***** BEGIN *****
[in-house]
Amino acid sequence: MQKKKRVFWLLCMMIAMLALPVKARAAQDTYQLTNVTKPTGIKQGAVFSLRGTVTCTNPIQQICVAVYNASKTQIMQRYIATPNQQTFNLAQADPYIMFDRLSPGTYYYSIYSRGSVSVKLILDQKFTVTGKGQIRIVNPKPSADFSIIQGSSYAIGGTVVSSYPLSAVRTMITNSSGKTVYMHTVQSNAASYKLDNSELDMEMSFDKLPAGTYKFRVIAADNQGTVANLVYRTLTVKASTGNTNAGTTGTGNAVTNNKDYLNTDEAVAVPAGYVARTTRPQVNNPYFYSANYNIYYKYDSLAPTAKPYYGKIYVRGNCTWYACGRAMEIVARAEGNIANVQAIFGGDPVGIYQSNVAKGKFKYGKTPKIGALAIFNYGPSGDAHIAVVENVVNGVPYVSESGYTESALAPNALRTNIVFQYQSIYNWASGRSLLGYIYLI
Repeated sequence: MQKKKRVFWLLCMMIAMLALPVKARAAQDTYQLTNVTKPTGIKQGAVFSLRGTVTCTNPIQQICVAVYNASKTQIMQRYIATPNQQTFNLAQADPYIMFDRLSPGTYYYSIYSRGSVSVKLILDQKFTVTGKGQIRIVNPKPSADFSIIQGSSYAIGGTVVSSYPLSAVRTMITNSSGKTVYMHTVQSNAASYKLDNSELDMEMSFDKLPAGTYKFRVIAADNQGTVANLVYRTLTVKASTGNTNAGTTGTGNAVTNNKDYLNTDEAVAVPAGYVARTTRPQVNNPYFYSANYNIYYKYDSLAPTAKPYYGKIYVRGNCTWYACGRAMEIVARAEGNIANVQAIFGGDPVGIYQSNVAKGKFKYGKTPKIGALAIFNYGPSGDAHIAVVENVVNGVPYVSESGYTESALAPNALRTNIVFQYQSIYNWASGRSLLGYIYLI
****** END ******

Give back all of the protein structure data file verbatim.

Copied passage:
[in-house]
Amino acid sequence: MQKKKRVFWLLCMMIAMLALPVKARAAQDTYQLTNVTKPTGIKQGAVFSLRGTVTCTNPIQQICVAVYNASKTQIMQRYIATPNQQTFNLAQADPYIMFDRLSPGTYYYSIYSRGSVSVKLILDQKFTVTGKGQIRIVNPKPSADFSIIQGSSYAIGGTVVSSYPLSAVRTMITNSSGKTVYMHTVQSNAASYKLDNSELDMEMSFDKLPAGTYKFRVIAADNQGTVANLVYRTLTVKASTGNTNAGTTGTGNAVTNNKDYLNTDEAVAVPAGYVARTTRPQVNNPYFYSANYNIYYKYDSLAPTAKPYYGKIYVRGNCTWYACGRAMEIVARAEGNIANVQAIFGGDPVGIYQSNVAKGKFKYGKTPKIGALAIFNYGPSGDAHIAVVENVVNGVPYVSESGYTESALAPNALRTNIVFQYQSIYNWASGRSLLGYIYLI
Repeated sequence: MQKKKRVFWLLCMMIAMLALPVKARAAQDTYQLTNVTKPTGIKQGAVFSLRGTVTCTNPIQQICVAVYNASKTQIMQRYIATPNQQTFNLAQADPYIMFDRLSPGTYYYSIYSRGSVSVKLILDQKFTVTGKGQIRIVNPKPSADFSIIQGSSYAIGGTVVSSYPLSAVRTMITNSSGKTVYMHTVQSNAASYKLDNSELDMEMSFDKLPAGTYKFRVIAADNQGTVANLVYRTLTVKASTGNTNAGTTGTGNAVTNNKDYLNTDEAVAVPAGYVARTTRPQVNNPYFYSANYNIYYKYDSLAPTAKPYYGKIYVRGNCTWYACGRAMEIVARAEGNIANVQAIFGGDPVGIYQSNVAKGKFKYGKTPKIGALAIFNYGPSGDAHIAVVENVVNGVPYVSESGYTESALAPNALRTNIVFQYQSIYNWASGRSLLGYIYLI